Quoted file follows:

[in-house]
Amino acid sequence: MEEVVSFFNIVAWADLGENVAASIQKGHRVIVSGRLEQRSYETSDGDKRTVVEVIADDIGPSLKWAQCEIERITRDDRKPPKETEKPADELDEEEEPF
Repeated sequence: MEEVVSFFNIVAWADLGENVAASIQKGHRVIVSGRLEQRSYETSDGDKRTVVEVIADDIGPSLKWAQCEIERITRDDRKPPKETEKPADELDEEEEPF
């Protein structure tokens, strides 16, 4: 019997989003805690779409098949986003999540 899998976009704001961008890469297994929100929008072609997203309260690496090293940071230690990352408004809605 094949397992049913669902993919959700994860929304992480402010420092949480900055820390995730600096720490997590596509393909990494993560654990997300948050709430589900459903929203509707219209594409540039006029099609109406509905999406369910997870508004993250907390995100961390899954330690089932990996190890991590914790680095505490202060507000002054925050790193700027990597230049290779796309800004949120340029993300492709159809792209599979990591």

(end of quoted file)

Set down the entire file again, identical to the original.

[in-house]
Amino acid sequence: MEEVVSFFNIVAWADLGENVAASIQKGHRVIVSGRLEQRSYETSDGDKRTVVEVIADDIGPSLKWAQCEIERITRDDRKPPKETEKPADELDEEEEPF
Repeated sequence: MEEVVSFFNIVAWADLGENVAASIQKGHRVIVSGRLEQRSYETSDGDKRTVVEVIADDIGPSLKWAQCEIERITRDDRKPPKETEKPADELDEEEEPF
């Protein structure tokens, strides 16, 4: 019997989003805690779409098949986003999540 899998976009704001961008890469297994929100929008072609997203309260690496090293940071230690990352408004809605 094949397992049913669902993919959700994860929304992480402010420092949480900055820390995730600096720490997590596509393909990494993560654990997300948050709430589900459903929203509707219209594409540039006029099609109406509905999406369910997870508004993250907390995100961390899954330690089932990996190890991590914790680095505490202060507000002054925050790193700027990597230049290779796309800004949120340029993300492709159809792209599979990591």